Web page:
Thus New Testament scholars have come to the conclusion that the following facts are historical, namely that Jesus Christ died on a Roman cross, that he was buried in a tomb by Joseph of Arimathea, that the tomb was found empty shortly after, that the apostles sincerely believed that the risen Christ really appeared to them bodily, such that some of them would die for their belief and, finally, that the apostles preached and testified to the resurrection in Jerusalem, where eyewitnesses were still alive. The case for the resurrection of Jesus depends on the established historicity of these facts and on its theoretical adequacy as the explanation inferred from these facts.

One of these facts, the discovery of the empty tomb, I am going to discuss with you now. First of all, very early independent sources report Jesus’ burial. We have the sermons in the book of Acts and four independent historical biographies based on eyewitness testimony. They relate Jesus burial in a tomb by Joseph of Arimathea and the women’s discovery of the empty tomb on the first day of the week. The three synoptic Gospels and the book of Acts were most likely written independently within about 35 years after the events, far too early for legendary influences to wipe out the historical core. It is implausible that the figure Joseph of Arimathea is a legendary embellishment, for one because the Gospels are extremely polemic against the Jewish Council and rich people in general.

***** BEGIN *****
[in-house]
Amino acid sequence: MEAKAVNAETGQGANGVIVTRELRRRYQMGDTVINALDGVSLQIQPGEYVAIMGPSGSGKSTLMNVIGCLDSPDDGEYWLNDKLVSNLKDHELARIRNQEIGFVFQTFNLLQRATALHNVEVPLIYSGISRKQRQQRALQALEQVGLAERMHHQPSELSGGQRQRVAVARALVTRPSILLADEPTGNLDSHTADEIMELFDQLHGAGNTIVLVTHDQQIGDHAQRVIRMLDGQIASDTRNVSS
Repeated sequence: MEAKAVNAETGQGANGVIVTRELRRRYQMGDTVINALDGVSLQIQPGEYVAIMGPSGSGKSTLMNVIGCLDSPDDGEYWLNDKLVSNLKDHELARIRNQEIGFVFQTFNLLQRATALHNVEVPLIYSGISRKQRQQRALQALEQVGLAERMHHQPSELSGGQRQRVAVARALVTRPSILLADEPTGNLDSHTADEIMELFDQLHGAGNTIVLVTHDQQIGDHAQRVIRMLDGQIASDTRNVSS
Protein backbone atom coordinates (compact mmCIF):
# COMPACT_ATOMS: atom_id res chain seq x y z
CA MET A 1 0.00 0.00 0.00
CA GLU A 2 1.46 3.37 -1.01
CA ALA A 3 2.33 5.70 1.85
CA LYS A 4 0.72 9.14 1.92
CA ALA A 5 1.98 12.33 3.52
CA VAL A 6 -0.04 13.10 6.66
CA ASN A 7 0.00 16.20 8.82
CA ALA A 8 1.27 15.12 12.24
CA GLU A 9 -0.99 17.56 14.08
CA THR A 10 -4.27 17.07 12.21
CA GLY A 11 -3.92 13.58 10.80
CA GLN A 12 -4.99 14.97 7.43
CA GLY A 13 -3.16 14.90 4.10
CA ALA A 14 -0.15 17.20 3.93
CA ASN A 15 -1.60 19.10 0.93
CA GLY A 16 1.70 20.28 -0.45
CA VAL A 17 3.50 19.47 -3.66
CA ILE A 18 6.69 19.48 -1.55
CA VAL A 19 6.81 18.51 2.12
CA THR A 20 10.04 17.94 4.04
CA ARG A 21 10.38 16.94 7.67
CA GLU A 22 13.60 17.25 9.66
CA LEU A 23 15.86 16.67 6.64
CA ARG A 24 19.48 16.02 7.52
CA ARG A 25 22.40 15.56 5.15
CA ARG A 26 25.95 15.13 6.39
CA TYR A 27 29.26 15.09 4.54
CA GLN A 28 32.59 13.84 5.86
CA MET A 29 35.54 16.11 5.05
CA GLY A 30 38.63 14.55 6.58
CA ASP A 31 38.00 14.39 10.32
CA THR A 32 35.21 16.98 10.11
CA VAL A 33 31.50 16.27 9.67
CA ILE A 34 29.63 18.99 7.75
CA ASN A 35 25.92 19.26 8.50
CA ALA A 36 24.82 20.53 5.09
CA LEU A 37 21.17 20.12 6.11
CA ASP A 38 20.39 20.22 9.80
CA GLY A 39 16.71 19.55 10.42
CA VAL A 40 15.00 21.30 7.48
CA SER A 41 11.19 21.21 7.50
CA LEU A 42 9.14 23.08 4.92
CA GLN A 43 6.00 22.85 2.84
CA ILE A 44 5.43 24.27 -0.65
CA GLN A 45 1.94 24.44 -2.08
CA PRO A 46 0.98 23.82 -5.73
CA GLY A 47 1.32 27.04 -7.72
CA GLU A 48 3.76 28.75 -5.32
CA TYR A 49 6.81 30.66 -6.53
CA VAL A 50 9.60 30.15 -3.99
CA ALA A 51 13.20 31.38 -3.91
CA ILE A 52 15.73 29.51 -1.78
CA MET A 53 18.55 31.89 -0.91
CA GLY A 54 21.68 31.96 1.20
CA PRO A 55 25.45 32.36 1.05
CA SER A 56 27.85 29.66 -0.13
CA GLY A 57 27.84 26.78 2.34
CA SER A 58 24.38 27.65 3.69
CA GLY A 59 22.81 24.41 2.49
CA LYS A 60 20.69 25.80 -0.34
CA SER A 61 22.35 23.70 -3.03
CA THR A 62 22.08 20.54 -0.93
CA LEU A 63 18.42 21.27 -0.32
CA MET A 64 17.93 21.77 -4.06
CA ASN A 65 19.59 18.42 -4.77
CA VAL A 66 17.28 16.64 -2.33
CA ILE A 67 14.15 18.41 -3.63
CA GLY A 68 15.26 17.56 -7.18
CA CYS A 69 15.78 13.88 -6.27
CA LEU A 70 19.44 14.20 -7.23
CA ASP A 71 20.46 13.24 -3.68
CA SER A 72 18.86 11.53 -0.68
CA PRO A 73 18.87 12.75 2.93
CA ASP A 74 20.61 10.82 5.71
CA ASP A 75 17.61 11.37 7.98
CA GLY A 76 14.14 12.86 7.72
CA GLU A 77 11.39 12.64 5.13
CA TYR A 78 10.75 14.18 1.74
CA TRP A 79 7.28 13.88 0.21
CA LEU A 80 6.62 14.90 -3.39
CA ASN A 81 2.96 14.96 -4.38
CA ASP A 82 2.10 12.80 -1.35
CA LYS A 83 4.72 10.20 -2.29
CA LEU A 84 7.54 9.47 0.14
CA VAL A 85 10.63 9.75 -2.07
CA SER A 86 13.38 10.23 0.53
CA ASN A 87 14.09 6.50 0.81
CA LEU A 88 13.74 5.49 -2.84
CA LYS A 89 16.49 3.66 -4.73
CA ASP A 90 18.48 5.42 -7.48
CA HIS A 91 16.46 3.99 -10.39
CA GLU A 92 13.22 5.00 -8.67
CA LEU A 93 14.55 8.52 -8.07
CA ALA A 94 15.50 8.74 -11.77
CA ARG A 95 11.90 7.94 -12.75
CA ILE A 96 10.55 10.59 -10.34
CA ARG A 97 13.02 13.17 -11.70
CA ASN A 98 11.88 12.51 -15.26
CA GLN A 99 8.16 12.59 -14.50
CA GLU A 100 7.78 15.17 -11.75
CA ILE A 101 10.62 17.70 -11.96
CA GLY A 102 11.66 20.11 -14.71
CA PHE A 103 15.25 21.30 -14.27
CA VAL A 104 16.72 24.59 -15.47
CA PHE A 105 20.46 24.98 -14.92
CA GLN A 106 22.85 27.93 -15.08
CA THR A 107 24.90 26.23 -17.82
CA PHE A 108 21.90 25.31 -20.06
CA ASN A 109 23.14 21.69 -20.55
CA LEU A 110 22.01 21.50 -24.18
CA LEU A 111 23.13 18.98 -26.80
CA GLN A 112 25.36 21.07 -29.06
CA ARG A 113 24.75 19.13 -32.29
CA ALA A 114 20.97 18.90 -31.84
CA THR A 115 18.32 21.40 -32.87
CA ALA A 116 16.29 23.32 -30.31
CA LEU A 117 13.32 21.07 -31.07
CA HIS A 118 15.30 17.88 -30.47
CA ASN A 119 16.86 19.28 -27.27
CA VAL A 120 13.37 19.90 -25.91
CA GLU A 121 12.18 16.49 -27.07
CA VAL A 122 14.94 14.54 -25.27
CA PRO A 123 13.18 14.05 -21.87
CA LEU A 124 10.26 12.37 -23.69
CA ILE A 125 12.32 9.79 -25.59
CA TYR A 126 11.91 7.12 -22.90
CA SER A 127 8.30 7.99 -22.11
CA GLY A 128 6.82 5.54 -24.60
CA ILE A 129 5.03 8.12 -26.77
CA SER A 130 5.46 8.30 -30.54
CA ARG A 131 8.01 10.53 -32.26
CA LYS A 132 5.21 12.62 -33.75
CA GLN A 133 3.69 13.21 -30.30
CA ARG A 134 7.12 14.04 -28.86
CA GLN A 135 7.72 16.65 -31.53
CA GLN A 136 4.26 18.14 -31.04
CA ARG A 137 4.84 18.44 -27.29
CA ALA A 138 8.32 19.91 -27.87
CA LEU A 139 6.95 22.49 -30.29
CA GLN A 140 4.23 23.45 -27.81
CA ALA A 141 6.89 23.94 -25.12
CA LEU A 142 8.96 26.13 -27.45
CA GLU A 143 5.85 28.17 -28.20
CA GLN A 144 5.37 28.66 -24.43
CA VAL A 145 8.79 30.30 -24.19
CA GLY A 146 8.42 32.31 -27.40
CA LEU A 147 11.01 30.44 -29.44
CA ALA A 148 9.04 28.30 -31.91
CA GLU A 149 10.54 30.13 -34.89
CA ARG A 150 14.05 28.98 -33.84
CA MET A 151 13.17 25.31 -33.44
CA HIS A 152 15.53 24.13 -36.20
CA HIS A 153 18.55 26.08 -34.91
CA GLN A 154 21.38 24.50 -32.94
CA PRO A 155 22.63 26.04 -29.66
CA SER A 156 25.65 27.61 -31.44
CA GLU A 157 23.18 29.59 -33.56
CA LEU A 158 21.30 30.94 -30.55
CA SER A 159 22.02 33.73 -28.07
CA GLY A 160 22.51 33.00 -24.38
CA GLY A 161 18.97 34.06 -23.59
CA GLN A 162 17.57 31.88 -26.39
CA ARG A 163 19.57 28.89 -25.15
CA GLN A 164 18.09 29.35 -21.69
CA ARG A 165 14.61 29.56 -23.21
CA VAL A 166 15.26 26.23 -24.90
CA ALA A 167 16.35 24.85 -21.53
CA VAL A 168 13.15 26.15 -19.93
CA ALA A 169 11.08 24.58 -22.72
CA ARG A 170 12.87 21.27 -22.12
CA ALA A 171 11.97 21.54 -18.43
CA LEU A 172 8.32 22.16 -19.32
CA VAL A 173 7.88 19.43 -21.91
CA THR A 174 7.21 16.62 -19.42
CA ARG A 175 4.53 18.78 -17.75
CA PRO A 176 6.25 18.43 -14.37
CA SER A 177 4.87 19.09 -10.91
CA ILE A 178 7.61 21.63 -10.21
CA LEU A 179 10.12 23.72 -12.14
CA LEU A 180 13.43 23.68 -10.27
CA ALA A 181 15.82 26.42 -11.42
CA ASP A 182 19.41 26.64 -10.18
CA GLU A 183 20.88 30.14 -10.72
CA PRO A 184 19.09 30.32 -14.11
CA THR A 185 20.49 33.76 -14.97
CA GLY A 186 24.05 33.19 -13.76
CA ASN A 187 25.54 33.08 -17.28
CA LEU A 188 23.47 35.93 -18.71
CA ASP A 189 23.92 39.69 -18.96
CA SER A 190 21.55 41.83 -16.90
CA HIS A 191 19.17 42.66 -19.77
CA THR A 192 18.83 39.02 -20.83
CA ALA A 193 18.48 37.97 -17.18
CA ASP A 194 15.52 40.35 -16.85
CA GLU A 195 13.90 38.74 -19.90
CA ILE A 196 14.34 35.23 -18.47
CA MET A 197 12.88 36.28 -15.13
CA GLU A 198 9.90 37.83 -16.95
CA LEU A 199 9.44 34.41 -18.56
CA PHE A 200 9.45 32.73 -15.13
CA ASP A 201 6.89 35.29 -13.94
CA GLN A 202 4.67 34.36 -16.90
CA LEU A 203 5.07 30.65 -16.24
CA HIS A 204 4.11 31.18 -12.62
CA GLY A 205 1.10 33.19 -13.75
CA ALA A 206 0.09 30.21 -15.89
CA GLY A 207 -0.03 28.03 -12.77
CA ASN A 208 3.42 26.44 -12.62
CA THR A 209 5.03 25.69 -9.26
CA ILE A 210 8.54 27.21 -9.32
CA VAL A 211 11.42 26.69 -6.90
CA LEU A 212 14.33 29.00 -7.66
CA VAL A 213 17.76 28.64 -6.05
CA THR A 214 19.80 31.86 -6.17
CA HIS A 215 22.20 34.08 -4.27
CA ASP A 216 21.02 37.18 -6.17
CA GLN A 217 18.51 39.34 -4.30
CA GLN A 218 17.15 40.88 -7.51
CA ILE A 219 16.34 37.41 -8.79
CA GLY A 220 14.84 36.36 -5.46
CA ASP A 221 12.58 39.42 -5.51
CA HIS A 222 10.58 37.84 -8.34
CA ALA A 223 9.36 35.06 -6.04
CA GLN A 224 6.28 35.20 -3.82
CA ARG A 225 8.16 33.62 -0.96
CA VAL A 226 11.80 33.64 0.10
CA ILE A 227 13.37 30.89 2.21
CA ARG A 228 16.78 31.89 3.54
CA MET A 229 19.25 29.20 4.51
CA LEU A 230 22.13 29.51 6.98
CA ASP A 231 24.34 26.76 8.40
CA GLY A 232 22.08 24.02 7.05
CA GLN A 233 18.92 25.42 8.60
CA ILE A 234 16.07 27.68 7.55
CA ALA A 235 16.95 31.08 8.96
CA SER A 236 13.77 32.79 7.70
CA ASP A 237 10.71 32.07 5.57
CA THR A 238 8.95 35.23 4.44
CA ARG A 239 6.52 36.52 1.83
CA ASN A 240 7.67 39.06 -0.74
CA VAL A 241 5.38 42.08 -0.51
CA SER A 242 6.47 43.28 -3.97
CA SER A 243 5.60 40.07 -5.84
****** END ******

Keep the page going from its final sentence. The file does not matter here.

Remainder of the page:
But that’s not all, we also have an extremely early apostolic tradition that Paul quotes in 1 Corinthians 15, which probably goes back no later than the first five years after Jesus’ death. A formula or creed that Paul hadn’t made up himself, but had received as such from the apostles.

“For I delivered to you as of first importance what I also received:

  • that Christ died for our sins in accordance with the Scriptures,
  • that he was buried,
  • that he was raised on the third day in accordance with the Scriptures, and
  • that he appeared to Cephas,
  • then to the twelve.
  • Then he appeared to more than five hundred brothers at one time, most of whom are still alive, though some have fallen asleep.
  • Then he appeared to James,
  • then to all the apostles.”